China plans to “curb and regulate” the use of facial recognition tech in its schools — a surprisingly pro-privacy move for a nation known for its invasive surveillance of citizens.
“We need to be very careful when it comes to students’ personal information,” Lei Chaozi, director of science and technology at China’s Ministry of Education, told Shanghai-based media outlet The Paper on Thursday. “Don’t collect it if it’s not necessary. And try to collect as little as possible if we have to.”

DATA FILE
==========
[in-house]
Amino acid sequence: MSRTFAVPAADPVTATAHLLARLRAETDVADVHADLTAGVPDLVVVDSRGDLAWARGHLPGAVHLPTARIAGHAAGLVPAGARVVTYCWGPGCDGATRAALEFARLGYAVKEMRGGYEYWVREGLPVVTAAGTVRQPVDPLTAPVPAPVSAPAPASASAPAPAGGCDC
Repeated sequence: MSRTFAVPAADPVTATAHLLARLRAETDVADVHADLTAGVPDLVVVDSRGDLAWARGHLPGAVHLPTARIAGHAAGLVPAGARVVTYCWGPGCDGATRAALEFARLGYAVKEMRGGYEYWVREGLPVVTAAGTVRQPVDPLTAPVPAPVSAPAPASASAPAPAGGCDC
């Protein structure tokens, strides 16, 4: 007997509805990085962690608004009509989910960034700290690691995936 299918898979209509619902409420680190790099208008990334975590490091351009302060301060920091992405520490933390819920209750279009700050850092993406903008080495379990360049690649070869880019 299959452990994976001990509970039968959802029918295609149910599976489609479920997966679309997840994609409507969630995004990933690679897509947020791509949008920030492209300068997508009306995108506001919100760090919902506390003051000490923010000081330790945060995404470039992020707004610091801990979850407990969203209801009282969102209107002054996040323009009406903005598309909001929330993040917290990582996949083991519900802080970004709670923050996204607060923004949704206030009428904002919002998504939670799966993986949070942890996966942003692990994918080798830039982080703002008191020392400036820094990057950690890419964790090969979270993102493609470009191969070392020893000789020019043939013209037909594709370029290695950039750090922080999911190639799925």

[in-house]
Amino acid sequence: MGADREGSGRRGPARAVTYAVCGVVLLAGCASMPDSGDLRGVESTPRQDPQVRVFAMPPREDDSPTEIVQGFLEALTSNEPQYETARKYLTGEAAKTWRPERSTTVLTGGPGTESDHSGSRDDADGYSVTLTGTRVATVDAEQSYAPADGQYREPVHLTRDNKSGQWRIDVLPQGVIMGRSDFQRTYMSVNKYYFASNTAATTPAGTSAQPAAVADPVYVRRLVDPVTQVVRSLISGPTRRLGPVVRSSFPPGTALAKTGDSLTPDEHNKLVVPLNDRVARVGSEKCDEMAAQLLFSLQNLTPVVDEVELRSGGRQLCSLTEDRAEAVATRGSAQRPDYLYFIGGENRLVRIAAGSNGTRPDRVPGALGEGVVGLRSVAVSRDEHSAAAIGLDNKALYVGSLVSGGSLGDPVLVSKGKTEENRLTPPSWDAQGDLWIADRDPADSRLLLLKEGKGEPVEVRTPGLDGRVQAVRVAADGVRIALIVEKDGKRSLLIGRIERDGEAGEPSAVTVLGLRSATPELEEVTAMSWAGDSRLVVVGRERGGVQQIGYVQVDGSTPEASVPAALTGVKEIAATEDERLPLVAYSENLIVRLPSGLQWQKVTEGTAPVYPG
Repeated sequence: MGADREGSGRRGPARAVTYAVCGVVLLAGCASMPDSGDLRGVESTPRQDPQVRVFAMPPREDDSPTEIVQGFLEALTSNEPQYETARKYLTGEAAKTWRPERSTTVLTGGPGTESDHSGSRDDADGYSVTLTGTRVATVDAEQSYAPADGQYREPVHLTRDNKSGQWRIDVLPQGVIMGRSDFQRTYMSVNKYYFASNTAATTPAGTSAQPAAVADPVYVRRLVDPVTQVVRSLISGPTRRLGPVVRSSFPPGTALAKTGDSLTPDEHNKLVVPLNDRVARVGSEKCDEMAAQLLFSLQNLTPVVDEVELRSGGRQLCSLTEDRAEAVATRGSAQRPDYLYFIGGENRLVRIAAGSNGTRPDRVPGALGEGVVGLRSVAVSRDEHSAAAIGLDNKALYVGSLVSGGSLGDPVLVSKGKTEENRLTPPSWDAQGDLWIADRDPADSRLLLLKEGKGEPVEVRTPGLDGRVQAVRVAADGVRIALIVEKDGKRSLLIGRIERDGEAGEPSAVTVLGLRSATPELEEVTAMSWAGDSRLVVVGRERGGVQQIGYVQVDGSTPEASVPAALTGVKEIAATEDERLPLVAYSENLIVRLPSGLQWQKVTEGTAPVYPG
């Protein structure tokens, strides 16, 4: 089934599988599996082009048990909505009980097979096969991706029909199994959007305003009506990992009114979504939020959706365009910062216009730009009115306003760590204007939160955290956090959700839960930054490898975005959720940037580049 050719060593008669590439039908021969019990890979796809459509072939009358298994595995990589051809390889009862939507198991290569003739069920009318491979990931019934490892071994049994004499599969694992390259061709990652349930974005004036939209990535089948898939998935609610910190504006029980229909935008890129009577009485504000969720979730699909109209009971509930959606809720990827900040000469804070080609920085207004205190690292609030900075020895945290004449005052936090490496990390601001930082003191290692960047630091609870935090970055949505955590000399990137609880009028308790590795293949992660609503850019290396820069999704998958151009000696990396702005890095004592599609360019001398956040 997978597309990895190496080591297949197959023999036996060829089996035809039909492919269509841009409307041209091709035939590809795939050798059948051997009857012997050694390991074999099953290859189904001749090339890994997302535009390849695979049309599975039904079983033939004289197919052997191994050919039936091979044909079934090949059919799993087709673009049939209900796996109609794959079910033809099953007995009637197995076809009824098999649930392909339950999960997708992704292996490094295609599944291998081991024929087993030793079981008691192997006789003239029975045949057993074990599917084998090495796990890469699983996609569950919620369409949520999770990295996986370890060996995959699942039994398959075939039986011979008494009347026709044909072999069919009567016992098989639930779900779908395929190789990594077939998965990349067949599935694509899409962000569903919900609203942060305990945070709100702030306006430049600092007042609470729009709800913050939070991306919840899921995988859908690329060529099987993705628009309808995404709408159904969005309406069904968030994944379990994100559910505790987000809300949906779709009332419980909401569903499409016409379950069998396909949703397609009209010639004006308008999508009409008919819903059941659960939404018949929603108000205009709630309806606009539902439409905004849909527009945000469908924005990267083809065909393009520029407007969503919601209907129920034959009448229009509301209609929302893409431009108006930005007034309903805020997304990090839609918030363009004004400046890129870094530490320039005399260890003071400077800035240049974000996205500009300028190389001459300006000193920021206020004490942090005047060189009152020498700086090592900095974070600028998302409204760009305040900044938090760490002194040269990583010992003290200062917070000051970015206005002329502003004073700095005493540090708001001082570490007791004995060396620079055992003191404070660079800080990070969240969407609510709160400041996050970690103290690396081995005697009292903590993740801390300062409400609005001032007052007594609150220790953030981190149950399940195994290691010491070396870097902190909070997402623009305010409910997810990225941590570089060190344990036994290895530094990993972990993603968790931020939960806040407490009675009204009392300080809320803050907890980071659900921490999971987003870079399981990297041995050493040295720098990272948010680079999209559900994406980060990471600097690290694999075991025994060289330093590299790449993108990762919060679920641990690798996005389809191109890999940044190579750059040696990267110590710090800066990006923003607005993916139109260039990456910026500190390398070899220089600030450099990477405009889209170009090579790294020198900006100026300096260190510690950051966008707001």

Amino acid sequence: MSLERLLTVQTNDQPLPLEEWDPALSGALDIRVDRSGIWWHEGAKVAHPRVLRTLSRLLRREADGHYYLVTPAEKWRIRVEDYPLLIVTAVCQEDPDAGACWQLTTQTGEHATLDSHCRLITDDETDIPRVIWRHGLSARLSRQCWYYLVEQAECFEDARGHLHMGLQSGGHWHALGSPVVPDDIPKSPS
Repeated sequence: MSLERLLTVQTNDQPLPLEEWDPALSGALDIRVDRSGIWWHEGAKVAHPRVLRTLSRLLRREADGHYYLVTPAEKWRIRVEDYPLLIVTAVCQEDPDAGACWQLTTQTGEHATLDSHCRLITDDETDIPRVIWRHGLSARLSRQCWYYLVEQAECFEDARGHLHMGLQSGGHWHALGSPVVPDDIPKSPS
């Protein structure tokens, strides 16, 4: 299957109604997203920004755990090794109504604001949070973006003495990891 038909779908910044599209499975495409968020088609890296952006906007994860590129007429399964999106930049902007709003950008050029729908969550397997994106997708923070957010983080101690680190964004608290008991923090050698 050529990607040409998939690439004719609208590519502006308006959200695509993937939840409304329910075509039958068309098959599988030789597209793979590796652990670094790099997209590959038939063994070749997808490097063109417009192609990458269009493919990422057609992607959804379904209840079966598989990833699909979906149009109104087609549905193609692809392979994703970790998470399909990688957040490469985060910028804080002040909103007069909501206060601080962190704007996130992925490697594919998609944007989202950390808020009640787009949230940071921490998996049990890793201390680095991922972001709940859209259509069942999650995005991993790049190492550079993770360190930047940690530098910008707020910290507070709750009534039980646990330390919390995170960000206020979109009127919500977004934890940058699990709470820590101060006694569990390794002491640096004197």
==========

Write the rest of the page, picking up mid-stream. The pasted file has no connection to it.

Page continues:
China’s decision to rein in facial recognition tech comes just days after citizens railed against a pilot project at China Pharmaceutical University (CPU), which used a facial recognition system to monitor students’ attendance and behavior.
CPU’s project raises concerns about both data security and personal privacy, Lei Chaozi told The Paper, later noting that “the Ministry of Education has begun to pay attention to this matter and organize expert argumentation research.”
READ MORE: China to curb facial recognition and apps in schools [BBC News]
More on Chinese surveillance: Godfather of Deep Learning: China’s AI Tech Is “1984 Big Brother”